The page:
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Maturing vertebrate oocytes become arrested in metaphase of the second meiotic division. These oocytes are ovulated, and then can be activated by sperm or parthenogenetic stimulus. Metaphase arrest is mediated by the cytostatic activity – CSF, that prevents the inactivation of the major M-phase regulator i.e. CDK1-cyclin B kinase. CSF inactivation seems to be necessary for the completion of the second meiotic division and the initiation of the embryonic development. Analysis of amphibian oocyte maturation led to the discovery of factors crucial for the CSF activation. Among them are proteins involved in MAP kinase (ERK1/ERK2) pathway. Moreover, several studies focus on the factors regulating the function of the spindle assembly checkpoint and also members of the Emi protein family. Current review focus on mouse as a model organism. We discuss current understanding of the nature of cytostatic activity, its role in the meiotic maturation of mammalian oocytes and also present perspectives of further investigations.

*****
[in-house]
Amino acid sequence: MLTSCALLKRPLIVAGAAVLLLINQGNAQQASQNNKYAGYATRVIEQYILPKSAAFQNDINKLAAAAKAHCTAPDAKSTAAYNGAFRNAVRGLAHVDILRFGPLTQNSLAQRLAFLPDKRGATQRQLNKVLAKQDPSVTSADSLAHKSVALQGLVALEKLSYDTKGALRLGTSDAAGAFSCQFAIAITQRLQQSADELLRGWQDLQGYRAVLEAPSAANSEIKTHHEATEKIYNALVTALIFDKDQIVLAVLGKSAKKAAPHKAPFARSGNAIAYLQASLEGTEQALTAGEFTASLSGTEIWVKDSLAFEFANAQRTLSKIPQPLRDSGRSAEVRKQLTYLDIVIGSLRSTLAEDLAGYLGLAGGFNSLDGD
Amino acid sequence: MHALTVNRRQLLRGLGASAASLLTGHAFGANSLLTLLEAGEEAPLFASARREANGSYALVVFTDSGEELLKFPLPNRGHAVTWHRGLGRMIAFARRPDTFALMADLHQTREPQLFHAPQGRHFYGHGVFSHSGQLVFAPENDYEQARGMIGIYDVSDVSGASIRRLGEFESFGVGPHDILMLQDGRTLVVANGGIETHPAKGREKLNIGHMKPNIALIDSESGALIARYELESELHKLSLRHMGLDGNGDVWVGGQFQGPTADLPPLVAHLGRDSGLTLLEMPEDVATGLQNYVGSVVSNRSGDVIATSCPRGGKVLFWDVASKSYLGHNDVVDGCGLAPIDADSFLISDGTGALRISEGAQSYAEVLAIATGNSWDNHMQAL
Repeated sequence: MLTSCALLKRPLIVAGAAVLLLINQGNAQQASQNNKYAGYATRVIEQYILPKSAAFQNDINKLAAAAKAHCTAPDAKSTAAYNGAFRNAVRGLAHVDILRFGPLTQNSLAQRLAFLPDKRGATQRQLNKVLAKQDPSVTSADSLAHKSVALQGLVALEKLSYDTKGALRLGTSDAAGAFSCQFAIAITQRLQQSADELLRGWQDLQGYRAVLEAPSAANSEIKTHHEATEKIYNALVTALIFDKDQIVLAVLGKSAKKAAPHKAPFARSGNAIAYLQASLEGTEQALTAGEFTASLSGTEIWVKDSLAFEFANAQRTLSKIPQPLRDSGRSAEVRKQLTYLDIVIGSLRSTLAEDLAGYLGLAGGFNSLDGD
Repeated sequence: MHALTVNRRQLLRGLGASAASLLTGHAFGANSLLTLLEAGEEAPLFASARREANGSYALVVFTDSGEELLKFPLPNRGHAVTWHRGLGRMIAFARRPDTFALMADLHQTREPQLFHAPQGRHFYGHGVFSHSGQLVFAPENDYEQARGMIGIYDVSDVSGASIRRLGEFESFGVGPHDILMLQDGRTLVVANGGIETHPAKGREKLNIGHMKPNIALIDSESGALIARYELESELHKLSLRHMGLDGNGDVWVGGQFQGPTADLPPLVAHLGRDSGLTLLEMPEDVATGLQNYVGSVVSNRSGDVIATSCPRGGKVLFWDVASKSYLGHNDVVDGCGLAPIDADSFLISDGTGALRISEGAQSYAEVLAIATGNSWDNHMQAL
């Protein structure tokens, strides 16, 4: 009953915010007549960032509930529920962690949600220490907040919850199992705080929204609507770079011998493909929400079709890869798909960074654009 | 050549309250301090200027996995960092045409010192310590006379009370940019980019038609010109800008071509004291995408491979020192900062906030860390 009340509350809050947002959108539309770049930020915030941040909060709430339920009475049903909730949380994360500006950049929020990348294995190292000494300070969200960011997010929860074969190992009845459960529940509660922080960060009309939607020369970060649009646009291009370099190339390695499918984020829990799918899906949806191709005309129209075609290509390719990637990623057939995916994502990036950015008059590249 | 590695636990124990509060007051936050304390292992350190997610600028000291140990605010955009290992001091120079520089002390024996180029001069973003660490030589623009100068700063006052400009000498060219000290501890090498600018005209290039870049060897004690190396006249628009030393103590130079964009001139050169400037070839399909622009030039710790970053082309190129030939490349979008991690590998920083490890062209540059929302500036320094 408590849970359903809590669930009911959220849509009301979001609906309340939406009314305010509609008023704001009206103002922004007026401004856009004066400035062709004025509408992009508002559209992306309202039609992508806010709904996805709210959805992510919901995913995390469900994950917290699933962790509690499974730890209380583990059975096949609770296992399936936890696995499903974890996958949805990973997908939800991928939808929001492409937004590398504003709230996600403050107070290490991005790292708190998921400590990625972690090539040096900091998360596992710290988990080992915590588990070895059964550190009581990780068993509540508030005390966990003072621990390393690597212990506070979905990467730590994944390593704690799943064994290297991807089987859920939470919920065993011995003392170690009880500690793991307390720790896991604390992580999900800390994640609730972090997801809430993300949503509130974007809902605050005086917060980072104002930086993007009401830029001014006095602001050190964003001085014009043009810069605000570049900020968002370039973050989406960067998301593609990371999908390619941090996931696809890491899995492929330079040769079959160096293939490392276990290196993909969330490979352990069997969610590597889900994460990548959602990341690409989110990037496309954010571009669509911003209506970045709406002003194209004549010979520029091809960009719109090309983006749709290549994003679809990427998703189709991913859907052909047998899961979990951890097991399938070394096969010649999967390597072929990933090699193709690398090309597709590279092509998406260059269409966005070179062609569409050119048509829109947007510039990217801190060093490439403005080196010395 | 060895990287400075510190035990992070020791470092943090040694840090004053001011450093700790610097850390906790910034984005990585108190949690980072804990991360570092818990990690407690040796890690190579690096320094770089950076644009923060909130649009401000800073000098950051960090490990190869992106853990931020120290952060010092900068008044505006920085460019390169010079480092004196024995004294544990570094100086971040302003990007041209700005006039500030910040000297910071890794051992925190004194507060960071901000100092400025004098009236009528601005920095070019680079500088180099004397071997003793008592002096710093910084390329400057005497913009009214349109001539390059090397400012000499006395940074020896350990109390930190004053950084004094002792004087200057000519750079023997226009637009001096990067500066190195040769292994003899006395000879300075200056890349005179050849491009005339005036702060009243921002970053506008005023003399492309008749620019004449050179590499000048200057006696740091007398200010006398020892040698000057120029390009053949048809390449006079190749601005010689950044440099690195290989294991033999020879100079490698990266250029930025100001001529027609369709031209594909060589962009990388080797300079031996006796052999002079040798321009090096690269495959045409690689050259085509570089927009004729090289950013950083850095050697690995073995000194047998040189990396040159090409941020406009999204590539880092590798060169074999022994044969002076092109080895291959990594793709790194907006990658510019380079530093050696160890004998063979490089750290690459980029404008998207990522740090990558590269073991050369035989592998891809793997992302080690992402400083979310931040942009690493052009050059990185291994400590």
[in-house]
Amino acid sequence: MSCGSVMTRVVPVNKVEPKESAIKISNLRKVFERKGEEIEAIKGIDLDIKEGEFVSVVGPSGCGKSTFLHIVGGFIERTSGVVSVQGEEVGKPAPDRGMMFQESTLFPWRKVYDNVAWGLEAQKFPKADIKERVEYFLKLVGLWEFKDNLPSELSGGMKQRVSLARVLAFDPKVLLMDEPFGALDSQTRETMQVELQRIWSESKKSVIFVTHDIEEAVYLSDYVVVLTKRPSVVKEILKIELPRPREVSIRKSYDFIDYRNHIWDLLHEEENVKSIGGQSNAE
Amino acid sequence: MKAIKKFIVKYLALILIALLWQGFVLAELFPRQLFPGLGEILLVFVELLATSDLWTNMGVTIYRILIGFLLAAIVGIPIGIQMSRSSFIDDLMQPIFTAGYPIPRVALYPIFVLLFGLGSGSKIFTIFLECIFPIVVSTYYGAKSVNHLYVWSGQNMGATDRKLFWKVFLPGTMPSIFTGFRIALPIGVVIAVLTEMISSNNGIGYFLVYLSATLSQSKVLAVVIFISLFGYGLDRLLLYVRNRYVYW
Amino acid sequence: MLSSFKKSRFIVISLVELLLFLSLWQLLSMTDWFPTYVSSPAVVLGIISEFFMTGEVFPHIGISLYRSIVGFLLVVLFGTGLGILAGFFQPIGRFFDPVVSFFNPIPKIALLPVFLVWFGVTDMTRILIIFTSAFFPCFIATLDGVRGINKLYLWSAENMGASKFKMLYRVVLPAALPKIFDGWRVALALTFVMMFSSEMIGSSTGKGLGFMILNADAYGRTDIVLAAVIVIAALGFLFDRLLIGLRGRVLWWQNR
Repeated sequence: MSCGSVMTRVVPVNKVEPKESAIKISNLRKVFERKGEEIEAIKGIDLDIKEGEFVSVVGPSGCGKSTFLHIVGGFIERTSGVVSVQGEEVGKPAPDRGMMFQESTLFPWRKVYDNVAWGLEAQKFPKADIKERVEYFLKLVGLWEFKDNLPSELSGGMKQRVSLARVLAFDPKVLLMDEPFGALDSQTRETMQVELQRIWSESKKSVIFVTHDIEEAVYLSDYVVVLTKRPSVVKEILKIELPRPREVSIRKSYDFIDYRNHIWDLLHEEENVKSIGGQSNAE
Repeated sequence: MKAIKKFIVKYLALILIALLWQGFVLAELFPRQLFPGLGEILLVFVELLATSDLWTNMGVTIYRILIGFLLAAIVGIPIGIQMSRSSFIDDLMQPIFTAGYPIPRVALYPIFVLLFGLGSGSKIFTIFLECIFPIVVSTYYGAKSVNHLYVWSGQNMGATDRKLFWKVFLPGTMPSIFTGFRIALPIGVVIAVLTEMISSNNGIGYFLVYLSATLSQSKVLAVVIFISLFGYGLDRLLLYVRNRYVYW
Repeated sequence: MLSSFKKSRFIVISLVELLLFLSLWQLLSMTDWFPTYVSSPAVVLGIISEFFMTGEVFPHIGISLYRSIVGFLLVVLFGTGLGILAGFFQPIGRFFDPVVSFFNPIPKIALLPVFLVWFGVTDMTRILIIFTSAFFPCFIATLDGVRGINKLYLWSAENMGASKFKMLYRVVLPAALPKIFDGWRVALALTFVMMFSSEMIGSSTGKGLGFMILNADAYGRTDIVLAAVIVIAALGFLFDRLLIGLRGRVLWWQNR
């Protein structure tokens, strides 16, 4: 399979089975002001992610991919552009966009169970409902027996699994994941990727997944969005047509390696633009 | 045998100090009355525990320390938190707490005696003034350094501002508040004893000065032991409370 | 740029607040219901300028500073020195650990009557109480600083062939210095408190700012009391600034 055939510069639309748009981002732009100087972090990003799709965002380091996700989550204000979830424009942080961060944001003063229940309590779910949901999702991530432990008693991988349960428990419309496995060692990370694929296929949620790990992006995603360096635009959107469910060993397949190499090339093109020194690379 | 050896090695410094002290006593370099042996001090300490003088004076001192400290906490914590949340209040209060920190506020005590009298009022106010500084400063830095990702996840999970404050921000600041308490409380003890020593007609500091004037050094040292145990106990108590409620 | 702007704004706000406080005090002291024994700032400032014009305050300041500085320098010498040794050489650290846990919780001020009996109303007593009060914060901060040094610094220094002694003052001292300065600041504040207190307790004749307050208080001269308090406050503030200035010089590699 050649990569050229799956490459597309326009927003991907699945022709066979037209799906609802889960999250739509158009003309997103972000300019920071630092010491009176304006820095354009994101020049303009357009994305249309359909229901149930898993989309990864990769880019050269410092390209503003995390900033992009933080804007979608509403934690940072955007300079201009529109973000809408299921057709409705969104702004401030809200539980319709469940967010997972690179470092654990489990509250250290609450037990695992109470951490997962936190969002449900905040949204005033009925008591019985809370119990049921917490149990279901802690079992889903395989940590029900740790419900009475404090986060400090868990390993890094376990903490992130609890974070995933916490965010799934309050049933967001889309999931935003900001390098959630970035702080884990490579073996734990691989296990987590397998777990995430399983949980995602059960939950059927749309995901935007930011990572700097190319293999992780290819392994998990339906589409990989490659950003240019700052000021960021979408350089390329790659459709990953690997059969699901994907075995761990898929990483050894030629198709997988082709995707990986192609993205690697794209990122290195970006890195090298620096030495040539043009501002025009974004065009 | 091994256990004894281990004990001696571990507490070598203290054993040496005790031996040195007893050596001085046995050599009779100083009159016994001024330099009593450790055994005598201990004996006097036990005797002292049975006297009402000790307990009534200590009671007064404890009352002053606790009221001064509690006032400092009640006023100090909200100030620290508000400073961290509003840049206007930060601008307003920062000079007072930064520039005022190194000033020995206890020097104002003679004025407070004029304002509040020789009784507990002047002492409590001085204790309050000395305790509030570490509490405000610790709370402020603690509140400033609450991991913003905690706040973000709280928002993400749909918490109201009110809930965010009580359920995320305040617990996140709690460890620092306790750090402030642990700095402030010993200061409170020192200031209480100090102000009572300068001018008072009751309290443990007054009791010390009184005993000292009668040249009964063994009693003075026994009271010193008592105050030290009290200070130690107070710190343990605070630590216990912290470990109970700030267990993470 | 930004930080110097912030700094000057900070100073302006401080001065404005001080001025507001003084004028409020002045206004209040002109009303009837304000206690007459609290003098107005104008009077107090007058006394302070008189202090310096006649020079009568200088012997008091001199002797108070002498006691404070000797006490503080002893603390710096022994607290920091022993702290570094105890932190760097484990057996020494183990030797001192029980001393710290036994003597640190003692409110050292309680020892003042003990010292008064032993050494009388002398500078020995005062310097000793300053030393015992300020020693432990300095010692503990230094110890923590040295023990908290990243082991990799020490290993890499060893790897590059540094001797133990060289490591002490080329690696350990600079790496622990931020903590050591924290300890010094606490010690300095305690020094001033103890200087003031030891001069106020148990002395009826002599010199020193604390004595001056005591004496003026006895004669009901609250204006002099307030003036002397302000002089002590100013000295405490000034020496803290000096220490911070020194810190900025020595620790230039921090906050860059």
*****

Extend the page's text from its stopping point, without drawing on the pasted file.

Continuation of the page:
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The Editorial Board
Andrzej Łukaszyk - przewodniczący, Zofia Bielańska-Osuchowska, Szczepan Biliński, Mieczysław Chorąży, Aleksander Koj, Włodzimierz Korochoda, Leszek Kuźnicki, Aleksandra Stojałowska, Lech Wojtczak

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